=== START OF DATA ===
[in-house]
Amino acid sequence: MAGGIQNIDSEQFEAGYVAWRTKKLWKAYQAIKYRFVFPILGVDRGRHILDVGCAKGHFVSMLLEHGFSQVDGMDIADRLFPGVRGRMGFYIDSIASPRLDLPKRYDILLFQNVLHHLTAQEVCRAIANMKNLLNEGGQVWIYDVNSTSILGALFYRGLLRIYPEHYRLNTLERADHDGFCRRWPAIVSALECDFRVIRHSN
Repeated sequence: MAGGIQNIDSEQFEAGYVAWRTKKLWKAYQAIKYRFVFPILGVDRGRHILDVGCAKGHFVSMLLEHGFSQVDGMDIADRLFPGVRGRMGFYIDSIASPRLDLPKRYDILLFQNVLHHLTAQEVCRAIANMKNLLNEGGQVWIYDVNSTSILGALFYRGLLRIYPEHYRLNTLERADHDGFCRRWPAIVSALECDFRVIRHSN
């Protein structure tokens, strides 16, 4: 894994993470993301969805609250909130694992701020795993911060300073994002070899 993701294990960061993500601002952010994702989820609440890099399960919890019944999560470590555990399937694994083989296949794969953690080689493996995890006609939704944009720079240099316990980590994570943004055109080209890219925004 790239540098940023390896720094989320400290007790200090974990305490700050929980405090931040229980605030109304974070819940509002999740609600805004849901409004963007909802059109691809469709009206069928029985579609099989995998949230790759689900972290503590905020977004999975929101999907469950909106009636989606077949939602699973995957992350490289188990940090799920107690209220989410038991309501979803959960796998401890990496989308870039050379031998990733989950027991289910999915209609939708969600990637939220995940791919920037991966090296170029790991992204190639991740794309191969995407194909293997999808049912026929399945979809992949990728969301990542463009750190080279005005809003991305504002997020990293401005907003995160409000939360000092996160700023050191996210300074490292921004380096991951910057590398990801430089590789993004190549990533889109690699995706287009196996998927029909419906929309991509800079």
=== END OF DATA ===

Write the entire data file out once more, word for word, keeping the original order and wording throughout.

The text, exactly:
[in-house]
Amino acid sequence: MAGGIQNIDSEQFEAGYVAWRTKKLWKAYQAIKYRFVFPILGVDRGRHILDVGCAKGHFVSMLLEHGFSQVDGMDIADRLFPGVRGRMGFYIDSIASPRLDLPKRYDILLFQNVLHHLTAQEVCRAIANMKNLLNEGGQVWIYDVNSTSILGALFYRGLLRIYPEHYRLNTLERADHDGFCRRWPAIVSALECDFRVIRHSN
Repeated sequence: MAGGIQNIDSEQFEAGYVAWRTKKLWKAYQAIKYRFVFPILGVDRGRHILDVGCAKGHFVSMLLEHGFSQVDGMDIADRLFPGVRGRMGFYIDSIASPRLDLPKRYDILLFQNVLHHLTAQEVCRAIANMKNLLNEGGQVWIYDVNSTSILGALFYRGLLRIYPEHYRLNTLERADHDGFCRRWPAIVSALECDFRVIRHSN
């Protein structure tokens, strides 16, 4: 894994993470993301969805609250909130694992701020795993911060300073994002070899 993701294990960061993500601002952010994702989820609440890099399960919890019944999560470590555990399937694994083989296949794969953690080689493996995890006609939704944009720079240099316990980590994570943004055109080209890219925004 790239540098940023390896720094989320400290007790200090974990305490700050929980405090931040229980605030109304974070819940509002999740609600805004849901409004963007909802059109691809469709009206069928029985579609099989995998949230790759689900972290503590905020977004999975929101999907469950909106009636989606077949939602699973995957992350490289188990940090799920107690209220989410038991309501979803959960796998401890990496989308870039050379031998990733989950027991289910999915209609939708969600990637939220995940791919920037991966090296170029790991992204190639991740794309191969995407194909293997999808049912026929399945979809992949990728969301990542463009750190080279005005809003991305504002997020990293401005907003995160409000939360000092996160700023050191996210300074490292921004380096991951910057590398990801430089590789993004190549990533889109690699995706287009196996998927029909419906929309991509800079």